None of these actually helped in my project.

What actually solved my problem was:

  • placing each end every class in its own file
  • placing each and every extension in its own file (Class+ExtName.swift)
  • placing "out of class swift methods" in its own file

Now I have close to zero CPU usage, low memory usage, and decently fast completions.

Generally, moving the cache folder (DerivedData) to a SSD drive (specifically in my case - an outer storage connected to thunderbolt exit) has dramatically improved my Xcode performance.. Compilation time and general wondering around the app is about 10 time faster.. Also moved the whole git folder to the SSD, which dramatically improved git performance.

  • Actually in the original problem I had already upgraded my mac with SSD drive and everything ran from it incl. the OS, and still there were problems – mllm Feb 3 '16 at 9:39

It was a pain until XCode 7.2.

Apple fixed it in XCode 7.3 and now it works like a charm. It's super fast and much more powerful as it seems to work a bit like the fuzzy search of files : you don't have to actually type the exact beginning of the method/property for it to appear in the list of propositions.

Collapsing all methods helps a little.

command-alt-shift-left arrow will do the trick...

To fold/unfold current methods or if structures use:

Fold: command-alt-left arrow

Unfold: command-alt-right arrow

  • nice video and progressive music. lol – CppChase Sep 18 '16 at 20:39

I found out that usually happens when you:

  • have long expressions in a single statement (see this answer)
  • mix multiple custom operators in a single expression

The 2nd case seems to be fixed in one of the latest xcode releases. Example: I defined 2 custom operators <&&> and <||>, and used in an expression like a <&&> b <&&> c <||> d. Splitting to multiple lines solved the problem:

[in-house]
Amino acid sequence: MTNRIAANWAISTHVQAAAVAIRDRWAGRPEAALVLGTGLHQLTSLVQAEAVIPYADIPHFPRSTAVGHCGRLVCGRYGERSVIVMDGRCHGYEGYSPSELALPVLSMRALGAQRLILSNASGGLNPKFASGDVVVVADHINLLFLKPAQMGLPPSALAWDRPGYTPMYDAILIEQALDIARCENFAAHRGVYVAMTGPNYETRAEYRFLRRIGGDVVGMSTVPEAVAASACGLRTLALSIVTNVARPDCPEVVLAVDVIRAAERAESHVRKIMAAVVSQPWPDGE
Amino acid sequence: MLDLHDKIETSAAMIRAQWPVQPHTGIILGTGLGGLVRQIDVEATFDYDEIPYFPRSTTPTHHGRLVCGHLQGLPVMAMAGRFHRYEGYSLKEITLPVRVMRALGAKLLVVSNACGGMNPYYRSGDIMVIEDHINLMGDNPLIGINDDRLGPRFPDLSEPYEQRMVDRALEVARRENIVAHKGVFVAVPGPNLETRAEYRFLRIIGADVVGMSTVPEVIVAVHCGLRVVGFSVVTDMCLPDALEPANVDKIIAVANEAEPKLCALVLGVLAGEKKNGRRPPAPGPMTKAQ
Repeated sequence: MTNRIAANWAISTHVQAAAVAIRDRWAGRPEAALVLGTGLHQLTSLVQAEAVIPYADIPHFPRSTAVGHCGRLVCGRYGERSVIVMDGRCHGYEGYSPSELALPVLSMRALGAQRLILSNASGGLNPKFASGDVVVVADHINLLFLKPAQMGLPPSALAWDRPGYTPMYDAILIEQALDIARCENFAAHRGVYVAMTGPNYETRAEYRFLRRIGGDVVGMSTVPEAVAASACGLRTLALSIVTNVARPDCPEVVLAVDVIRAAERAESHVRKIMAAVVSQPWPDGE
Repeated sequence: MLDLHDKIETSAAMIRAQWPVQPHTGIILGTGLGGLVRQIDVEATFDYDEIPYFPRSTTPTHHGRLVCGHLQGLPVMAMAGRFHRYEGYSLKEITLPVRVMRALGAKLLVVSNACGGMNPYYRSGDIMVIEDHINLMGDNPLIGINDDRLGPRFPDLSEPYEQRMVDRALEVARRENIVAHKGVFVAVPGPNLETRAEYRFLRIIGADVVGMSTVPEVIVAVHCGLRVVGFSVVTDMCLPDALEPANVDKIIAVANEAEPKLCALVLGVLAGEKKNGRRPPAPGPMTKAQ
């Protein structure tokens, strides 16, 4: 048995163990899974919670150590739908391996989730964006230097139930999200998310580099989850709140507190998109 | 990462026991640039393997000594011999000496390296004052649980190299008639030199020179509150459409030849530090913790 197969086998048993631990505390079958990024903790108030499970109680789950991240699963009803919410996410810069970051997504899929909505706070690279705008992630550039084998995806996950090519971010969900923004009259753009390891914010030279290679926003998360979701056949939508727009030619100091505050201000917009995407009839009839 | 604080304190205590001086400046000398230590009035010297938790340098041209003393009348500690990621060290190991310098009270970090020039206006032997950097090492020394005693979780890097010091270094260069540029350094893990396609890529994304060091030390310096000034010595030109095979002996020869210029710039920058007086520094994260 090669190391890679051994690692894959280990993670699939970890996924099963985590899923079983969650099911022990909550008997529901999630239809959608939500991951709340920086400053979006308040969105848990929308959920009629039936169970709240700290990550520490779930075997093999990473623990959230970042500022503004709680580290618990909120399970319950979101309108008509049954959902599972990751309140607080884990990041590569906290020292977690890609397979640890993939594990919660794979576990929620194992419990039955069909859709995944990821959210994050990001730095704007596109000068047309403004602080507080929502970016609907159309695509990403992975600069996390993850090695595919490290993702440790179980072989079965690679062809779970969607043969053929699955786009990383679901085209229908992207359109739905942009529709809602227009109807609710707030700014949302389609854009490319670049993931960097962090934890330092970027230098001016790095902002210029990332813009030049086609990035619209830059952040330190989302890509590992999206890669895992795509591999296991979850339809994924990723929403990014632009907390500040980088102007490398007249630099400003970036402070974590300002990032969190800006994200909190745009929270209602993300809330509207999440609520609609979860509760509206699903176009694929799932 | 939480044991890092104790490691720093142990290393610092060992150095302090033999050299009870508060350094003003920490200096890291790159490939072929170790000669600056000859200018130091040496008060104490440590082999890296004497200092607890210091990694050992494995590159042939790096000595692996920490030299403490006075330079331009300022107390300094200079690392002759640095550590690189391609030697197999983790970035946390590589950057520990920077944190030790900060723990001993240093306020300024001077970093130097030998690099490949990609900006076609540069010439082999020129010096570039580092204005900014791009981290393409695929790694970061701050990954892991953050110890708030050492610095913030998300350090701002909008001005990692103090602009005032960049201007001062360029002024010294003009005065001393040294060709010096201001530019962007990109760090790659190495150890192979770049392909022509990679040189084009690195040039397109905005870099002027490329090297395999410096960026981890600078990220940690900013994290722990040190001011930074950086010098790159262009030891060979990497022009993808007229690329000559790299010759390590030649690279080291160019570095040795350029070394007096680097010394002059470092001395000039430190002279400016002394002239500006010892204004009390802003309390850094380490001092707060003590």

let r1 = a <&&> b
let r2 = r1 <&&> c
let r3 = r2 <||> d

I hope that your cases is covered by one of the 2 above... please post a comment either case

  • 5
    Unfortunately it also happens in a brand new clean project with nothing in it and with typing something as simple as "var s : Stri...". As soon as I start typing St... it will sluggish when looking up completion suggestions. – mllm Sep 20 '14 at 16:28
  • Its definitely the operands for me. Having more than one operand in the same line causes it. Thanks for the answer. This should be the right answer – Kesava Nov 4 '14 at 23:59

SourceKitService is also kinda clumsy to deal with comments in the code and the embedded comments slow it down too.

so if you can afford to remove the massive blob of embedded comments like this:

 * comment 
     * embedded comment

that can definitely help as well.

NOTE: in my case my Xcode 7.3.1 (7D1014) was literally blocked me typing any letter when the file had about 700 lines of comment with embedded comments. initially I removed that block from that .swift file and Xcode has become alive again. I tried added my comments back part by part by removing embedded comments, it was still slower than usual but it shown significantly better performance if there were no embedded comments.

I had the same issue where typing was lagging in a particular class and turns out that

/* Long multiline comments */

was slowing down the typing.